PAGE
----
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Purple sea urchin embryos whose mothers were exposed to heatwaves have greater tolerance to high temperatures, suggesting a pathway to resilience for this keystone species in kelp forests.

by Isabela Lima-Borges, PhD student at the Kellogg Biological Station LTER.

Effects of rising ocean temperatures on kelp forests

The increased frequency of marine heatwaves is one of the main impacts of global change in marine environments. The notable Pacific coast heatwave of 2014-2016, nicknamed “the Blob,” was monitored by scientists at the Santa Barbara Coastal LTER and had severe consequences on the diverse and productive kelp forest communities in California.

Credit: Photo credit: Jannine Chamorro, CC BY-SA 4.0.

Purple sea urchins, kelp forest herbivores, in the wild.

Purple sea urchins structure kelp communities by eating large amounts of kelp, regulating its availability as a food resource to other organisms (Yorke et al. 2019). Over time, scientists at the SBC noted that the timing of heatwaves often lined up with the timing of purple urchin reproduction. “We started to see that temperature has a big effect on urchins, not only at the adult stage but at larval stages as well. In tandem, we started seeing more of these marine heatwaves that were happening in the [Santa Barbara] Channel and that got us curious,” recounted PhD student Jannine Chamorro. Chamorro’s team found that urchin embryos from parents that experienced a marine heatwave during reproduction were more resilient to warmer ocean temperatures than their counterparts raised during normal ocean conditions. As a consequence, it is possible that future urchin populations may be more resilient to the negative effects of heatwaves.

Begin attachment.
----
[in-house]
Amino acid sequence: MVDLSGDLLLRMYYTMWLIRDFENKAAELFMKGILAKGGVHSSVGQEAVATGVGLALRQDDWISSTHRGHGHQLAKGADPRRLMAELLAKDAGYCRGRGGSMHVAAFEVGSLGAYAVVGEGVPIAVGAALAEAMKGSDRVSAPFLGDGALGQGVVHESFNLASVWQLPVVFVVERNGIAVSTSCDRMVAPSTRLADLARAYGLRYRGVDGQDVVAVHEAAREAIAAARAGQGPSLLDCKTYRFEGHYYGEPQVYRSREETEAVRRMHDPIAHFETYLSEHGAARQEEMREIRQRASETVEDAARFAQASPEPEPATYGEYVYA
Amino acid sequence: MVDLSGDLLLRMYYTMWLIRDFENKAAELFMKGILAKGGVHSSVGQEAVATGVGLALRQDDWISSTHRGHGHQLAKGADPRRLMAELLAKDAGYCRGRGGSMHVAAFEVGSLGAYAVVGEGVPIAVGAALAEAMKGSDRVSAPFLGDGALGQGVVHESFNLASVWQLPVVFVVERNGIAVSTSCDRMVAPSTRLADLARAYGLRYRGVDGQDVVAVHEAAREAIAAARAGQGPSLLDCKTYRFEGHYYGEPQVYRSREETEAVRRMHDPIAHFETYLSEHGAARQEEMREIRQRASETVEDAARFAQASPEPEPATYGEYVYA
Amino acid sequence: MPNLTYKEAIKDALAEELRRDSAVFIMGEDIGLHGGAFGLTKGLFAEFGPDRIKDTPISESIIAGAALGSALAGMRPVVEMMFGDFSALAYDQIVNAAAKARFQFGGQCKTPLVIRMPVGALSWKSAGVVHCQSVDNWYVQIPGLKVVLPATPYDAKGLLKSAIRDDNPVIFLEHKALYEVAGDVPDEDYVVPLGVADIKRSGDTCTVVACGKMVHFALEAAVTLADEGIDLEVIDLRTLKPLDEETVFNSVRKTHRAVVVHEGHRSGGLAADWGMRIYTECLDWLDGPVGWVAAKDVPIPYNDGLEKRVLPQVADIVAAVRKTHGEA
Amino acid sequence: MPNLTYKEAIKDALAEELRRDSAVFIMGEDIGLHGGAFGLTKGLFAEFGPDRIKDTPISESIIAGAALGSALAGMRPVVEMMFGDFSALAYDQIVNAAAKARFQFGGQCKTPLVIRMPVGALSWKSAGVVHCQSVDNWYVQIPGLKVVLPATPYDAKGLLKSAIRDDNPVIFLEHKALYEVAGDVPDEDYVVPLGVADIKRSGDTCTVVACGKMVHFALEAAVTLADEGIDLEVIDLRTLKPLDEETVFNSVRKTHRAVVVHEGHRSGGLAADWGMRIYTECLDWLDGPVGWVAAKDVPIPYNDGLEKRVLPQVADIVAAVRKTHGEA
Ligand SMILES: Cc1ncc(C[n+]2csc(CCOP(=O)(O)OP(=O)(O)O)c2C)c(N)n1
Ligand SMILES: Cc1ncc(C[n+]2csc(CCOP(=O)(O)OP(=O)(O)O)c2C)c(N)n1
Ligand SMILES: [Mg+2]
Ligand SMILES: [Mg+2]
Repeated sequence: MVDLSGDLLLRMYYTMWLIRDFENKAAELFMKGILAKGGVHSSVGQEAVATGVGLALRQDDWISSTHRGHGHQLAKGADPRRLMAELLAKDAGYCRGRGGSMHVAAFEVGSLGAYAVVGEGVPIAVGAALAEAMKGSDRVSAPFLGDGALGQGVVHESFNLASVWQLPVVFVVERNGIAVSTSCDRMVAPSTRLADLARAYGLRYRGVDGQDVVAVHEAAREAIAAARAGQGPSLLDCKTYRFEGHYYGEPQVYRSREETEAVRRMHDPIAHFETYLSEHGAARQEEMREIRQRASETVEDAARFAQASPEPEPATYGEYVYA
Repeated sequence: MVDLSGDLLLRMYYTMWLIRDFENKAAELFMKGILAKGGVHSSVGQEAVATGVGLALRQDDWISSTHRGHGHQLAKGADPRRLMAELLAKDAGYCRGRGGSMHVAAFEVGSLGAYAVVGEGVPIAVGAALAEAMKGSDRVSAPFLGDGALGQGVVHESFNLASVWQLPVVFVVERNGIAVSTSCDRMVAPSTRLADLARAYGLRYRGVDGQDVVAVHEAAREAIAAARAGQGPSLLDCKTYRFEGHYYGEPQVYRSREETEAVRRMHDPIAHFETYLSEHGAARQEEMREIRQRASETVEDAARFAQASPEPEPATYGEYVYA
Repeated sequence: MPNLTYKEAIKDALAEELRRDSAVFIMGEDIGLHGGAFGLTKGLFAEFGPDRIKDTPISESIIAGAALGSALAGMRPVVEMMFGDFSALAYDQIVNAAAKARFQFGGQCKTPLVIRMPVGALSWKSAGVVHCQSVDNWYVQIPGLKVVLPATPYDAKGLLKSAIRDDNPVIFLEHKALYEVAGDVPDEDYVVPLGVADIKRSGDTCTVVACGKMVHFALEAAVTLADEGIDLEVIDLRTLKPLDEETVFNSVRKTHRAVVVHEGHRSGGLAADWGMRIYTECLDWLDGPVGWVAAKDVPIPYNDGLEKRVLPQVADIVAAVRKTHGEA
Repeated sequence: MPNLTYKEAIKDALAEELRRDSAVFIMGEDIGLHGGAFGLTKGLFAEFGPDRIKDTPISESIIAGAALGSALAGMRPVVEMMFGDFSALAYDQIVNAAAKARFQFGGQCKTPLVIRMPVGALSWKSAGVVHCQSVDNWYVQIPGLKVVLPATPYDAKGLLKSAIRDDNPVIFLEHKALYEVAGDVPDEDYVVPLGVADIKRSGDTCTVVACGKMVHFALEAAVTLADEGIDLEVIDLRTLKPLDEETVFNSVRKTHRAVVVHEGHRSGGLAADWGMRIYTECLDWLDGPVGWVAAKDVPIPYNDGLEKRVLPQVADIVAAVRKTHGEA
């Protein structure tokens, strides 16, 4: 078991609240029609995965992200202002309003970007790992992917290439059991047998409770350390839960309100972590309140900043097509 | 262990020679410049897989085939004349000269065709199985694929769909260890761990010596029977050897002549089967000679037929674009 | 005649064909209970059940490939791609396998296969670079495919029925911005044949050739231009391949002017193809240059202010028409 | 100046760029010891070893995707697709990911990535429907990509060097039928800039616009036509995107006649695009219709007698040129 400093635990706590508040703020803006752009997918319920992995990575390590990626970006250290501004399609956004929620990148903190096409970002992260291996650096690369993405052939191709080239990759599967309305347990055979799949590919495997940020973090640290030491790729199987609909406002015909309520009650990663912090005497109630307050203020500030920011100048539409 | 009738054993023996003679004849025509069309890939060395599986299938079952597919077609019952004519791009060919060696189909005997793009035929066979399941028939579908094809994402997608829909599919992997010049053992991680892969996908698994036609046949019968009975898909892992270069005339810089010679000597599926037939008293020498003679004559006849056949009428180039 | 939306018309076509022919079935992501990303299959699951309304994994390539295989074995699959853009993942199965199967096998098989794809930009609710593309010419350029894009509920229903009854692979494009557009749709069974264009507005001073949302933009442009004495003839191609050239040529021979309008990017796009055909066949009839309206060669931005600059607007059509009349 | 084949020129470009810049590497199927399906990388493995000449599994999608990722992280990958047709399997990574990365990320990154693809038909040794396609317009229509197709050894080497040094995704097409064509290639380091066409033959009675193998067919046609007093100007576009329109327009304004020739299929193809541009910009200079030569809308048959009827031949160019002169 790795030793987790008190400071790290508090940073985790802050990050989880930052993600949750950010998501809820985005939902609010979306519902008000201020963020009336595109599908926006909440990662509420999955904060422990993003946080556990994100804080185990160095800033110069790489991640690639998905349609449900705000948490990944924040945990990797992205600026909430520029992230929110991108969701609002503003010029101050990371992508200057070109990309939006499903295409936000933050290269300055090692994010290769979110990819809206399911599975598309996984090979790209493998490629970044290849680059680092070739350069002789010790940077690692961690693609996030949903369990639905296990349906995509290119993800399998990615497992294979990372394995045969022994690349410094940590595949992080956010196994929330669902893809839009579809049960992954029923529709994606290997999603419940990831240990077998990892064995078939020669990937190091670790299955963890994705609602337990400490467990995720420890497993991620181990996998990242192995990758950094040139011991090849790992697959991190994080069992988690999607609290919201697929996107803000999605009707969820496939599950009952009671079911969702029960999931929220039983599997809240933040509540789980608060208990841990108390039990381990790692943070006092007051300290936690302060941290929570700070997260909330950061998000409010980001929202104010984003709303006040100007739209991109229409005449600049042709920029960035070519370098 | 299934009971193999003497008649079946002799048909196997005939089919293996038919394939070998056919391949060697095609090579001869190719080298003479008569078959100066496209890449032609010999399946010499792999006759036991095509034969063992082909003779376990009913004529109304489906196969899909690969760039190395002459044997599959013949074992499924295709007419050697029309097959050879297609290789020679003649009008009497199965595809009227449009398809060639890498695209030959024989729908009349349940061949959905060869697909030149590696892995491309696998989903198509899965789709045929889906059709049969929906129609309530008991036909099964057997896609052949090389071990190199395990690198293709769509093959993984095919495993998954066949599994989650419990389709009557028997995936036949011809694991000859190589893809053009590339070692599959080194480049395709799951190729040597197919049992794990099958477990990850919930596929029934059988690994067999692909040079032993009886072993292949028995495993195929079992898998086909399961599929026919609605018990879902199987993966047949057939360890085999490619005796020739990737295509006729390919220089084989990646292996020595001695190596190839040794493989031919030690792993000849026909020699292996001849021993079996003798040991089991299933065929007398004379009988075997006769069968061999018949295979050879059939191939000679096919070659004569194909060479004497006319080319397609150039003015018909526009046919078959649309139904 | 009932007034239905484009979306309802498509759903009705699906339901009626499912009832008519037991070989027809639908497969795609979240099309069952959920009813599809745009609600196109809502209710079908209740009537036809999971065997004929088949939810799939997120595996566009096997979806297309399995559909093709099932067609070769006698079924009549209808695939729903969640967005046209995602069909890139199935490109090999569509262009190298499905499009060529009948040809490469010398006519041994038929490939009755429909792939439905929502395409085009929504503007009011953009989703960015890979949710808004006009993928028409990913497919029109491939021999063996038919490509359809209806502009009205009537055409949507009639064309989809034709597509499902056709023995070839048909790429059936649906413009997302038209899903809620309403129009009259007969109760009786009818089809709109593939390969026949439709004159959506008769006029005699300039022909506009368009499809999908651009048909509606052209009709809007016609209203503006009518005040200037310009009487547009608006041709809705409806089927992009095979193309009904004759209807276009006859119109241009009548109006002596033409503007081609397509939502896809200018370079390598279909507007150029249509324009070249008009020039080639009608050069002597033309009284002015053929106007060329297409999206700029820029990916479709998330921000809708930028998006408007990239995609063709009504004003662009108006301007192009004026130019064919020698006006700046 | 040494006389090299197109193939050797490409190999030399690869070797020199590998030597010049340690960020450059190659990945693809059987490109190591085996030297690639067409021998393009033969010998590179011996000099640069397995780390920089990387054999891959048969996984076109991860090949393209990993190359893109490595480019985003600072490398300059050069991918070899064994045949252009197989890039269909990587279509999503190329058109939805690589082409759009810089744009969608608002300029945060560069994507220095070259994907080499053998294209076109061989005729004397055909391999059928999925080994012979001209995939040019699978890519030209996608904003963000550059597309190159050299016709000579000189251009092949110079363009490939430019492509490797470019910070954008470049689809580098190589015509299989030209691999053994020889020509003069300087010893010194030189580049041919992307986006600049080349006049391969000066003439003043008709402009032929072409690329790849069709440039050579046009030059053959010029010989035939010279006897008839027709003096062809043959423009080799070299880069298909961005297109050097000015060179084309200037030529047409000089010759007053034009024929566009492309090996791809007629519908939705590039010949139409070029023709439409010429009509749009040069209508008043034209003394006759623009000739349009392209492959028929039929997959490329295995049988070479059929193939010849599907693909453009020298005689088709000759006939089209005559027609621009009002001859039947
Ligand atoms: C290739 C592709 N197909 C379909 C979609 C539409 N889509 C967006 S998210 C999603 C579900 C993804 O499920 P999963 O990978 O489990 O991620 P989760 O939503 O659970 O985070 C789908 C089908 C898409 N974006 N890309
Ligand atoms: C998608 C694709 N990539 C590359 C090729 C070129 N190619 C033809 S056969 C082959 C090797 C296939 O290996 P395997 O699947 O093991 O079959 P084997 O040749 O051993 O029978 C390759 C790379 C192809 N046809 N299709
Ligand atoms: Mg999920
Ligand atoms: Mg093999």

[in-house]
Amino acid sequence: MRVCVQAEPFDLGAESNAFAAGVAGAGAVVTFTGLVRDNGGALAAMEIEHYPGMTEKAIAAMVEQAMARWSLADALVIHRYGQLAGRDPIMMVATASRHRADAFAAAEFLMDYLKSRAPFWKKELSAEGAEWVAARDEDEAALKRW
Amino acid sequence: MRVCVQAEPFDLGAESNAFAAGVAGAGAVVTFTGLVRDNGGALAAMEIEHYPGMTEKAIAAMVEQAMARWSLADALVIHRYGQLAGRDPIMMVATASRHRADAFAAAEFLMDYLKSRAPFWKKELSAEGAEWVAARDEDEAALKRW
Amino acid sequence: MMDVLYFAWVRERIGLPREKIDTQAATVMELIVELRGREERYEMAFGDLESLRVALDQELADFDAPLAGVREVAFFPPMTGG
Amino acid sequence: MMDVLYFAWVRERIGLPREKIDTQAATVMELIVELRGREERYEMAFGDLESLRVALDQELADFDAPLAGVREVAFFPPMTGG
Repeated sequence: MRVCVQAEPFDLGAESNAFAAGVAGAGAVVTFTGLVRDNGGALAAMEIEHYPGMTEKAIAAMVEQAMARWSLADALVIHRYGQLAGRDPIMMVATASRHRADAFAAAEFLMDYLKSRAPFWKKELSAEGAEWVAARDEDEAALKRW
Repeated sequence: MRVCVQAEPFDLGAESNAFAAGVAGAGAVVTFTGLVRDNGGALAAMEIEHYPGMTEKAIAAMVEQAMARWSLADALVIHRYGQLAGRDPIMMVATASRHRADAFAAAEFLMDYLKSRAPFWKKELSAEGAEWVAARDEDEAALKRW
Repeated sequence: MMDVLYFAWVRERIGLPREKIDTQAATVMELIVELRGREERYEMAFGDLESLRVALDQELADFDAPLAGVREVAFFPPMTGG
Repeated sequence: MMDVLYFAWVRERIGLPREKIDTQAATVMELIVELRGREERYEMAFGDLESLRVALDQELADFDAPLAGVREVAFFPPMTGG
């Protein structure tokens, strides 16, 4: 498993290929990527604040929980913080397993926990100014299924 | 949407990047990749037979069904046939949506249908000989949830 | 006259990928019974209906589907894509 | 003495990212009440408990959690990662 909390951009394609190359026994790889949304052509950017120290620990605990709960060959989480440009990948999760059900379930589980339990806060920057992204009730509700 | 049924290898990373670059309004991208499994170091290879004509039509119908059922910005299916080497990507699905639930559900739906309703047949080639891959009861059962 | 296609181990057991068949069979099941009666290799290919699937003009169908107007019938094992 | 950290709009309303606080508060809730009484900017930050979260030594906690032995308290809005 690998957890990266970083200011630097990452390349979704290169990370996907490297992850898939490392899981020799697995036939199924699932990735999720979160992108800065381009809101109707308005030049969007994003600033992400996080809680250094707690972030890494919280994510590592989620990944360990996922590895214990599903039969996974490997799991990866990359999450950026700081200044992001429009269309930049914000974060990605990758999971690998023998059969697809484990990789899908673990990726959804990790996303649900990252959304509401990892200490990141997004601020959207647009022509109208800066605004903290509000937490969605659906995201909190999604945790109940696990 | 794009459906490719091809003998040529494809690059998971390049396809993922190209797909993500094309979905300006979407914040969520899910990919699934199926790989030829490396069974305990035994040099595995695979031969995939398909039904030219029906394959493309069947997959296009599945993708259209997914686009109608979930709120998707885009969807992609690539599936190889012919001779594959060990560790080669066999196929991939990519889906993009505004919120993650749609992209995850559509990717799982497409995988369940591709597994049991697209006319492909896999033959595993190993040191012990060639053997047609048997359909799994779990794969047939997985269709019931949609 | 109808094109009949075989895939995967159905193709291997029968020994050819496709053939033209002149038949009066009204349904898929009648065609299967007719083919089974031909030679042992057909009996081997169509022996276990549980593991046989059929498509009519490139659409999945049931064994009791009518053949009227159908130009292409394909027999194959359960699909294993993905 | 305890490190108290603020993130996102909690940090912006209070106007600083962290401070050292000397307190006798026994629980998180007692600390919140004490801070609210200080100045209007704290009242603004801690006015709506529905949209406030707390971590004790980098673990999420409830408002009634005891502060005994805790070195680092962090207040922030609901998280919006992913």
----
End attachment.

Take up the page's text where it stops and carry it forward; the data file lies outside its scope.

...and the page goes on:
Can urchins withstand marine heatwaves?

In a paper recently published in Frontiers in Marine Science, Chamorro and colleagues used a laboratory experiment to test how the exposure of urchins to heatwave temperatures during reproduction affected their offspring. They were specifically interested in whether those offspring would be better able to withstand high temperatures when compared to individuals from parents that did not go through heatwaves. While the link between urchin reproduction and marine heatwaves was first noticed in the field, Chamorro decided to simulate marine heatwave temperatures in a laboratory setting to control for other factors that may occur concurrently alongside heatwaves (e.g. increased disease, change in kelp nutritional quality). “At the SBC LTER we have all these sites with different sensors that are able to document different abiotic conditions such as temperature, dissolved oxygen, pH. Using that data, I was able to look at what temperatures look like in the Santa Barbara Channel” during these heatwaves, said Chamorro. 

Credit: Photo credit: Jannine Chamorro, CC BY-SA 4.0.

Spawning female purple sea urchin.